Dusk was settling over Broad Ripple Park as it emptied out on a humid Wednesday in July. It was a classic summer scene as a few people, trying to soak up any last minute of a sunny day, lingered at the pool and the shadows of the umbrellas on deck-side tables started to grow.

Across the parking lot, a newer staple of summer was unfolding.

Eleven food trucks from across Indianapolis had rounded up, bumper to fender, to sell their fare to a nonstop flow of hungry Hoosiers. This was Cluster Truck, a mid-week gathering of mobile eats.

I didn’t know where to start or what to eat. Should I get brick-oven pizza (Byrne’s Grilled Pizza) or New York–style pizza (The NY Slice)? Mac and cheese (Mac Genie) or tacos (Taco Lassi)?

That was a Wednesday, and I was in the middle of a very tasty mission: I was spending a week eating at Indianapolis food trucks to see what the hype was all about. For five days I ate either lunch or dinner – or both – at one of these of mobile restaurants. I saw the good (often) and the bad (few and far between).

I never ate a truly bad meal and everything was affordable. In fact, all but one meal was under $10. Wait times were reasonable: Truck food isn’t as quick as fast food, but it’s not as slow as a sit-down restaurant, either. I usually waited five or 10 minutes for my meal. Healthy portions were scooped into take-out containers or cradled in foil.

I didn’t introduce myself as a reporter at the trucks, so I had a regular diner’s experience.

One week was hardly enough to take in the variety of this city’s fledgling food truck fleet. I had a gourmet hamburger, shrimp curry, fries loaded with pulled pork and a trio of tacos. But there’s so much more: gluten-free, Paleo-diet food at Caveman Truck; Korean barbecue from Seoul Grill; baked potatoes at Circle City Spuds; vegetarian nachos from Nacho Mama’s; pasta and cannoli from Little Eataly; and cupcakes from Scout’s Treat Truck.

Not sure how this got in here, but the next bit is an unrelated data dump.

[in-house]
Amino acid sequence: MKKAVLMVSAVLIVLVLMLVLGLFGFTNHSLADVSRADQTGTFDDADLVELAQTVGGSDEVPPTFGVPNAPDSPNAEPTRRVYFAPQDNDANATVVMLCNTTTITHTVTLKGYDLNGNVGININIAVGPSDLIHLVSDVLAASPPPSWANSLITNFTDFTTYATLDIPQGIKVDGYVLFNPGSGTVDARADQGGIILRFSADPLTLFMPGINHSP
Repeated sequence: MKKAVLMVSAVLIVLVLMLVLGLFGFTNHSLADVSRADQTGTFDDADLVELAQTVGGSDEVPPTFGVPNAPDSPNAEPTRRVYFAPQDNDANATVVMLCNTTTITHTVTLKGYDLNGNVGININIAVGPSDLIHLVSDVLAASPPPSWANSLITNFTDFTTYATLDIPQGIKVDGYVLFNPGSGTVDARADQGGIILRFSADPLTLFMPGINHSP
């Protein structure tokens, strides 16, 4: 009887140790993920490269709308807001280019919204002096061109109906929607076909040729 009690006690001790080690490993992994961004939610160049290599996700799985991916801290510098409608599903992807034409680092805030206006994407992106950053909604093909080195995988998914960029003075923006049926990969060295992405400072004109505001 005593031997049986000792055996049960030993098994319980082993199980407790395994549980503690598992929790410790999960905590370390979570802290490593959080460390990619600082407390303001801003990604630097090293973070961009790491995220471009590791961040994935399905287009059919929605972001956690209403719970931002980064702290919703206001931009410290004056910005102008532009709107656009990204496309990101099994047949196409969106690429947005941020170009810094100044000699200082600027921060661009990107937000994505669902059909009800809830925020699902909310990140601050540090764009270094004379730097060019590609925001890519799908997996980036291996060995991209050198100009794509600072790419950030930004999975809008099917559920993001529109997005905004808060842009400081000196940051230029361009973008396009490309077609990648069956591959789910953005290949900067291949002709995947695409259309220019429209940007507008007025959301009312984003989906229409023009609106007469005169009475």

I was surprised to learn that Indy has roughly 50 active food trucks, according to @IndyFoodTruck, a Twitter account that’s run by Matt Hanger, a software engineer. His Twitter feed is essential to foodtruck enthusiasts, because Hanger tweets and retweets locations of food trucks across the city every day.

Food trucks have been popular on both coasts for more than 10 years, but portable restaurants have become a legit phenomenon in the past five years – and even more recently in Indianapolis. While a few trucks have been navigating the Circle City for the last couple of years, the Super Bowl in February was the unofficial launch for many trucks, which are now a favorite – and a staple – destination for lunch around downtown Indianapolis, mostly by Monument Circle, and around Broad Ripple at dinner.

“To have the city and the Super Bowl say, ‘Hey, we’re going to support the food trucks,’ it was a great confidence boost for everybody,” said Nitin Naidu, owner of Spice Box, a truck that serves Indian food. “It was a great endorsement. That created a sense of legitimacy.”

While the majority of Indy’s food trucks are in their first year, most said they’ll try to be a year-round option. But prime season typically runs from April to September or later, rain or shine, day or night.

“I think one of the biggest challenges is how can we be smarter than winter,” says Lisa Moyer, owner of Scout’s Treat Truck, which is devoted to snacks like cupcakes and popcorn. “You have to think outside the box so we’re [operating] 365 days out of the year, 12 months, instead of eight or nine.”